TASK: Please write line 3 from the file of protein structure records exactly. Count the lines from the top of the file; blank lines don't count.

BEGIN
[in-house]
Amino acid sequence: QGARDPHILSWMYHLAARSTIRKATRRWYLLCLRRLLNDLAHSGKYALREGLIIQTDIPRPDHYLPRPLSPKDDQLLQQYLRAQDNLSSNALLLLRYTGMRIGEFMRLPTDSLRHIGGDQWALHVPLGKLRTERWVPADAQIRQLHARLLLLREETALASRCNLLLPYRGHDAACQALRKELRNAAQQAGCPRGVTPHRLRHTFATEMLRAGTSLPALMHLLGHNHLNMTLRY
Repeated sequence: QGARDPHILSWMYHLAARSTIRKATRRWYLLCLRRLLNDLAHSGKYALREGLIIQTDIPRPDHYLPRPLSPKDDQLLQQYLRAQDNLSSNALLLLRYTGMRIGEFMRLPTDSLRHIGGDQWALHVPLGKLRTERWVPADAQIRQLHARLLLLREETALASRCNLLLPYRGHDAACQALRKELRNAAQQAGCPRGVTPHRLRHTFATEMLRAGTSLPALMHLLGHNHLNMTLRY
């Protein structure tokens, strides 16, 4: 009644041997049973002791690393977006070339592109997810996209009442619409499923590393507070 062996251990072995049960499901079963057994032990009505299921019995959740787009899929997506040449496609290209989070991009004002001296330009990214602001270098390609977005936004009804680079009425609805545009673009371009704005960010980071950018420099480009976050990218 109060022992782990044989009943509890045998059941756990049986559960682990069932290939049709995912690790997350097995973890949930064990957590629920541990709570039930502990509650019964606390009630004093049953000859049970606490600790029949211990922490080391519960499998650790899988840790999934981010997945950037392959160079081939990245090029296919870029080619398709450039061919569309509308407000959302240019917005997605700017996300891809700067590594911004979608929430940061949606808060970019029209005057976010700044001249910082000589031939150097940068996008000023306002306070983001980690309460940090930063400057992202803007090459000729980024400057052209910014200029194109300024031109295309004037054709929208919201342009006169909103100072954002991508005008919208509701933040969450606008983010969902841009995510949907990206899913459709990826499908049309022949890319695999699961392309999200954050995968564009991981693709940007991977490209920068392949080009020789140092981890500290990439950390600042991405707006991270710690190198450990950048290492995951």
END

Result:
Repeated sequence: QGARDPHILSWMYHLAARSTIRKATRRWYLLCLRRLLNDLAHSGKYALREGLIIQTDIPRPDHYLPRPLSPKDDQLLQQYLRAQDNLSSNALLLLRYTGMRIGEFMRLPTDSLRHIGGDQWALHVPLGKLRTERWVPADAQIRQLHARLLLLREETALASRCNLLLPYRGHDAACQALRKELRNAAQQAGCPRGVTPHRLRHTFATEMLRAGTSLPALMHLLGHNHLNMTLRY